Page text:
Classical Music For Dummies, 3rd Edition
Book image
Explore Book Buy On Amazon

The double bass provides a unique sound in classical music. The lowest of all string instruments, the double bass (pronounced “base,” not like the fish) is enormous, bigger around than the average human being. The instrument can play much lower than anyone can sing, and it provides the foundation for the orchestra’s sound.

In an orchestra, basses are almost always way over on the right side of the stage. Bassists play sitting on a very tall stool or standing up. By the way, there’s no such instrument as a single bass. The words bass and double bass mean the same thing.

Works for bass solo are particularly rare but worth hearing. If bass concertos tighten your strings, listen to the following pieces:

  • Carl Ditters von Dittersdorf: Double Bass Concerto in E major

  • Domenico Dragonetti: Concerto in G major (actually composed by a bassist named Nanny, using a bunch of Dragonetti tunes)

  • Serge Koussevitzky: Double Bass Concerto in F-sharp minor, opus 3

And these sonatas are worth hearing:

  • Franz Schubert: Arpeggione Sonata

This is one of the most popular pieces for bass and piano — and Schubert didn’t even write it for the bass. He wrote it for an antiquated string instrument called the arpeggione, which nobody even has in the closet anymore!

  • Henry Eccles: Sonata in A minor (originally written in G minor)

Finally, listen to these famous double bass passages from classical music ­literature:

  • Beethoven: Symphony no. 9 (fourth movement)

  • Gustav Mahler: Symphony no. 1 (third movement)

  • Igor Stravinsky: Pulcinella Suite

    The double bass, granddaddy of the string section, plays the lowest notes. [Credit: <i>Source: Crea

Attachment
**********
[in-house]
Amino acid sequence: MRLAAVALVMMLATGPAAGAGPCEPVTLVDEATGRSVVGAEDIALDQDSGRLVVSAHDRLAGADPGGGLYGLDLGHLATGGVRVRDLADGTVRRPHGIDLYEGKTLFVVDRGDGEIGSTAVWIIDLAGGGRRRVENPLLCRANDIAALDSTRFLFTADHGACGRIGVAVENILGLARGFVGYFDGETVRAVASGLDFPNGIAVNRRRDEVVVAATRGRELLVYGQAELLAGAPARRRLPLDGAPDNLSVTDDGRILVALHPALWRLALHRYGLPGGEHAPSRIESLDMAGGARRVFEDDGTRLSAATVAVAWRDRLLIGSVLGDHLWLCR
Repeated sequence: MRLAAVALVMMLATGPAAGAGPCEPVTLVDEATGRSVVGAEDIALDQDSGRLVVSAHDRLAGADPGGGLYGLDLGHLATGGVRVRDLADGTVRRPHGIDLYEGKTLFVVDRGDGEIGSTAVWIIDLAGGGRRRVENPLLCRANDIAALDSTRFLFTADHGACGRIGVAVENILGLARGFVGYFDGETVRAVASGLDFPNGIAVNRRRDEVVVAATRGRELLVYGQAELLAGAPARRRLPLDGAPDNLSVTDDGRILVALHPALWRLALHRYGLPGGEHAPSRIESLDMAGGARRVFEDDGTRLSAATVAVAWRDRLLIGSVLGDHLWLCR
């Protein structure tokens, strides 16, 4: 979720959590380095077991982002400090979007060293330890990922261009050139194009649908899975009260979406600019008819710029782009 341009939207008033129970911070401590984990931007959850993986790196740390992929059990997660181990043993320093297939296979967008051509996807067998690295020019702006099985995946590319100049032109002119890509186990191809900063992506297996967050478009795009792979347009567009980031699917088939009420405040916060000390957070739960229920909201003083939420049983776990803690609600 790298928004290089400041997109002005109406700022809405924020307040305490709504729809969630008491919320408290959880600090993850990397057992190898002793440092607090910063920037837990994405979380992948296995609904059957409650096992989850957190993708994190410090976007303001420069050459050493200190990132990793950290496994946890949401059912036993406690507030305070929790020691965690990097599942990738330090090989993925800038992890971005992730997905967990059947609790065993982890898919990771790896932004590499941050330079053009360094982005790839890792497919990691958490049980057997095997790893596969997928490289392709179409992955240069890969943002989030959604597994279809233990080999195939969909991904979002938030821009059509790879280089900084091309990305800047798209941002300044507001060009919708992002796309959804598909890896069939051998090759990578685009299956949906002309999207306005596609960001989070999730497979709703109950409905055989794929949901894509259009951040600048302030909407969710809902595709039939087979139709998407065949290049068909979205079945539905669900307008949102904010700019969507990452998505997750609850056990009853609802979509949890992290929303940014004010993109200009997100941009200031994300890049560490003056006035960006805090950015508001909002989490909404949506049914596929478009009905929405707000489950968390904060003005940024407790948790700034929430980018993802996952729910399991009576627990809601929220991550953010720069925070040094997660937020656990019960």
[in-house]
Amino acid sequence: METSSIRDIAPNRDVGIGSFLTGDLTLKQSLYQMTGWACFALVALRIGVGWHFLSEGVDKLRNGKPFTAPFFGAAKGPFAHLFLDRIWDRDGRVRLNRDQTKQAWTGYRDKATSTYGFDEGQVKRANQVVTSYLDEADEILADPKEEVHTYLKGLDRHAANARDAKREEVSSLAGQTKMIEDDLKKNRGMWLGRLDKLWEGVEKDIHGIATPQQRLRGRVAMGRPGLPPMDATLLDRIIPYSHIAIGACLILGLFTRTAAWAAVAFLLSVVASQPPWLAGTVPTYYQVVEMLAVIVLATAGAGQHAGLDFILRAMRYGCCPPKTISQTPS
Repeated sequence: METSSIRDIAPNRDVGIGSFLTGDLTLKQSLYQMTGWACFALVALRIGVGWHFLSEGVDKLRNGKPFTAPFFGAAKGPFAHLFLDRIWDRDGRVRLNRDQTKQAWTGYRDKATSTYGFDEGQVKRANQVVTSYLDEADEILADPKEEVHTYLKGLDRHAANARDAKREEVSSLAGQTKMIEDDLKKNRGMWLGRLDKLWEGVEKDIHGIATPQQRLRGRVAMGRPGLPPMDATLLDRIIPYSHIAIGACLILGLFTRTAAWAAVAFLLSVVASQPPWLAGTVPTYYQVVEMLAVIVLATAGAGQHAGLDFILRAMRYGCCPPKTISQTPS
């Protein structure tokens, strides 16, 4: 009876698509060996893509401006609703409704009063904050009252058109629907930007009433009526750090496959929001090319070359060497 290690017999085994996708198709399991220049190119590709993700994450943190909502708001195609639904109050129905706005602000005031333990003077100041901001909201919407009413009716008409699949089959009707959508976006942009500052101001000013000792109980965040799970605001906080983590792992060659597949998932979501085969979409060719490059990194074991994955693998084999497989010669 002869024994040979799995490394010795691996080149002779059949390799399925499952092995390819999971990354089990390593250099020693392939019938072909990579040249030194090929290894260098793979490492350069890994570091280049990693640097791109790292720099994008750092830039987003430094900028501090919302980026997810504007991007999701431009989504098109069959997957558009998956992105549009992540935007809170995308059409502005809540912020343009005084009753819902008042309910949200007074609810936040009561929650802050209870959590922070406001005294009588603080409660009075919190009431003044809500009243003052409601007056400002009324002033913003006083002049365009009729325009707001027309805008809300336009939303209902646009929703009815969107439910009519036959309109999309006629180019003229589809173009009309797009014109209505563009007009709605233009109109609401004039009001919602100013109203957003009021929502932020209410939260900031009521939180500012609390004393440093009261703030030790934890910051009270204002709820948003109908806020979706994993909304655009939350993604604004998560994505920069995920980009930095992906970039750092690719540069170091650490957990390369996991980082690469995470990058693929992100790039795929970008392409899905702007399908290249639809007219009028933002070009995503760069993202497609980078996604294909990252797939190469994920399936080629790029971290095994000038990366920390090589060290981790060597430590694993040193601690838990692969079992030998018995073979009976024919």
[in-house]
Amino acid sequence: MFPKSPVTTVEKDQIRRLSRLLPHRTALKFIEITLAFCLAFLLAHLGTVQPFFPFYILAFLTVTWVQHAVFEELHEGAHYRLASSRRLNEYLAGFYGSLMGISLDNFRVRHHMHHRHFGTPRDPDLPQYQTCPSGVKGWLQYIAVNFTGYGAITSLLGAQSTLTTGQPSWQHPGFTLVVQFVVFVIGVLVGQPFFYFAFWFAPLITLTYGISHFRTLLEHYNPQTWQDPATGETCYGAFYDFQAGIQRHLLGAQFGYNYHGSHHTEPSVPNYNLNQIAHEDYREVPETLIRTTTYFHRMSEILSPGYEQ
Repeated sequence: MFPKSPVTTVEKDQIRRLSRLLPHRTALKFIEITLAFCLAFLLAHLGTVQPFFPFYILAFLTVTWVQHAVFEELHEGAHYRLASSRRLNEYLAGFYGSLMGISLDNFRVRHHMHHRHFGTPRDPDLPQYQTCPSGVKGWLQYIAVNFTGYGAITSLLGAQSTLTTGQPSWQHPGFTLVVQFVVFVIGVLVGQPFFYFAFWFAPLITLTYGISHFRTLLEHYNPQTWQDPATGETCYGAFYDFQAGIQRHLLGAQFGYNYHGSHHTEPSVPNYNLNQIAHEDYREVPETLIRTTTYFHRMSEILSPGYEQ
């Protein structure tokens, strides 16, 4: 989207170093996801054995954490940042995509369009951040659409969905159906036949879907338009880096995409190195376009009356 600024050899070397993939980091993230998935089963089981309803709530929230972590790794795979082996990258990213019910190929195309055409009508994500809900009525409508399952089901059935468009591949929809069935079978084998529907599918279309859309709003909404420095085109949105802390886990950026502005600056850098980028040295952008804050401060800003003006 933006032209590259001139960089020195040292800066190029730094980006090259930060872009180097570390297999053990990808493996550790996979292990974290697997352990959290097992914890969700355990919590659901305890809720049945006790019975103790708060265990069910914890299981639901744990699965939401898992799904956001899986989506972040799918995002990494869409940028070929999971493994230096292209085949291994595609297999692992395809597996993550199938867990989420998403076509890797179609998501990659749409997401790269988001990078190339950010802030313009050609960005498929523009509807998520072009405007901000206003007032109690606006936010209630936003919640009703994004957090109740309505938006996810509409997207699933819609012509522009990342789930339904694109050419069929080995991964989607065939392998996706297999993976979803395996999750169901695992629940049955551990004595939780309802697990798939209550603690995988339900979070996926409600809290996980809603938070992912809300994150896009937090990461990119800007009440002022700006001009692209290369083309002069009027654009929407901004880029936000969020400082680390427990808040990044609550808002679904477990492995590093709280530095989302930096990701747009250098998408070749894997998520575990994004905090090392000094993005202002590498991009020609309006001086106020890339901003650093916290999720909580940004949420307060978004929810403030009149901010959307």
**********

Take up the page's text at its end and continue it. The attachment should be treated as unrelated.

Credit: Source: Creative Commons
    The double bass, granddaddy of the string section, plays the lowest notes.

About This Article

This article is from the book:

About the book authors:

About David Pogue David Pogue is a member of the International Brotherhood of Magicians and has performed magic at parties, special events, on TV, and even over the radio for 25 years. He created and taught the beginning magic programs at the New School for Social Research and the Learning Annex. He has been known to mesmerize audiences with his magic tricks while on tour promoting his many bestselling books, including Macs?? For Dummies??, 5th Edition, Opera For Dummies??, and Classical Music For Dummies??. Contributor Mark Levy, magic consultant, has levitated and read spectators' minds for nearly 30 years. His writings have appeared in some of magic's most revered literary sources, including Richard Kaufman's CardMagic, Apocalypse magazine, and Magic.

Scott Speck has conducted hundreds of ballet performances throughout the United States and Europe. He is Music Director of the Joffrey Ballet, Artistic Director of the Chicago Philharmonic Orchestra, and former Conductor of the San Francisco Ballet. Evelyn Cisneros danced for the San Francisco Ballet for 23 years and is the Artistic Director of the National Dance Institute of New Mexico in Albuquerque.

This article can be found in the category: